The search for the next head coach of the Los Angeles Lakers has seemingly ended. After Monty Williams agreed to sign with the Phoenix Suns on Friday, all signs point to Tyronn Lue replacing Luke Walton as the team’s head coach.
Lue will be reuniting with LeBron James, who he coached to three consecutive NBA Finals appearances and an NBA championship during his time with the Cleveland Cavaliers. When Lue was let go by the Cavs six games into the regular season, James sent his well wishes from Los Angeles with a little nugget at the end:
T Lue thanks for the memories and more importantly our partnership bringing a to that deserved city/fan base. U know how to find me— LeBron James (@KingJames) October 28, 2018
Since then, it’s seemed inevitable that Lue would reunite with James and that sense of inevitability created uneasiness in the front office during their coaching search. According to Bill Oram of The Athletic, some members of the team’s management were worried that hiring Lue would make it seem like the Lakers were James’ team:
The Lakers may well determine that Lue’s history with (an aging) James is too overwhelming a factor to ignore, and make the former backup on two Lakers’ championship teams the franchise’s 27th head coach. However, there is a sensitivity within Lakers walls to the outside narrative that James and his representatives are calling the shots, and hiring Lue would do nothing to diminish those cries. The Lakers’ relationship with James is still new and evolving, and the organization is still learning how to cater to James without ceding power to him. Which category would hiring Lue fall into?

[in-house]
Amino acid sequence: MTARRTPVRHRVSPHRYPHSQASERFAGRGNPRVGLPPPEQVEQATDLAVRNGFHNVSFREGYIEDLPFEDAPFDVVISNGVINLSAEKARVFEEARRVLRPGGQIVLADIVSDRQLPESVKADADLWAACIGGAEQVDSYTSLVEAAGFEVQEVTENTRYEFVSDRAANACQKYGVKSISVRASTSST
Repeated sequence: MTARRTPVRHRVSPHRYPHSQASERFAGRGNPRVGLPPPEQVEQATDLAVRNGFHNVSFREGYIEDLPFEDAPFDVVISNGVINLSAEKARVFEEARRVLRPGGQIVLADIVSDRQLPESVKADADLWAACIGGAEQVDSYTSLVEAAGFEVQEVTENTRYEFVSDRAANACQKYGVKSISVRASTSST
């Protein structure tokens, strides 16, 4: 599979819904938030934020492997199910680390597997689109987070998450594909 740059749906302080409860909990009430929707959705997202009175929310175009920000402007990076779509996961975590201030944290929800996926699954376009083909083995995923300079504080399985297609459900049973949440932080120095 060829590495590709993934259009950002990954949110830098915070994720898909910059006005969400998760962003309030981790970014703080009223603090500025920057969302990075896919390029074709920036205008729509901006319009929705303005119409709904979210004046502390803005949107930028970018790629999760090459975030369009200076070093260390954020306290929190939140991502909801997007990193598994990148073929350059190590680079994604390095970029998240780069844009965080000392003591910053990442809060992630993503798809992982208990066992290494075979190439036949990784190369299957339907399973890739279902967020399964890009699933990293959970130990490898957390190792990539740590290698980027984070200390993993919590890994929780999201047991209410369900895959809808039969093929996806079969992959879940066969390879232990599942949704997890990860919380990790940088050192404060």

Luckily, it sounds like they got over their own insecurities rather quickly, according to Tania Ganguli and Broderick Turner of the Los Angeles Times:
There were even some in the Lakers organization who worried about the perception that if they hired Lue, James had too much power within the organization. Ultimately, the Lakers decided not to worry about such perceptions.
Hiring Lue and essentially building the Cava-Lakers with James in the Western Conference probably isn’t how the front office envisioned the second year of the LeBron James era in Los Angeles, but it gives them their best shot at contending for a title within the next two years, which is ultimately why they signed James.
James is also more likely to be patient with Lue during the low points in the season because of the relationship they have. The same couldn’t be said of James and Walton.
While public opinion could change over the course of the 82-game season, hiring Lue seems like a no-brainer for the Lakers right now.
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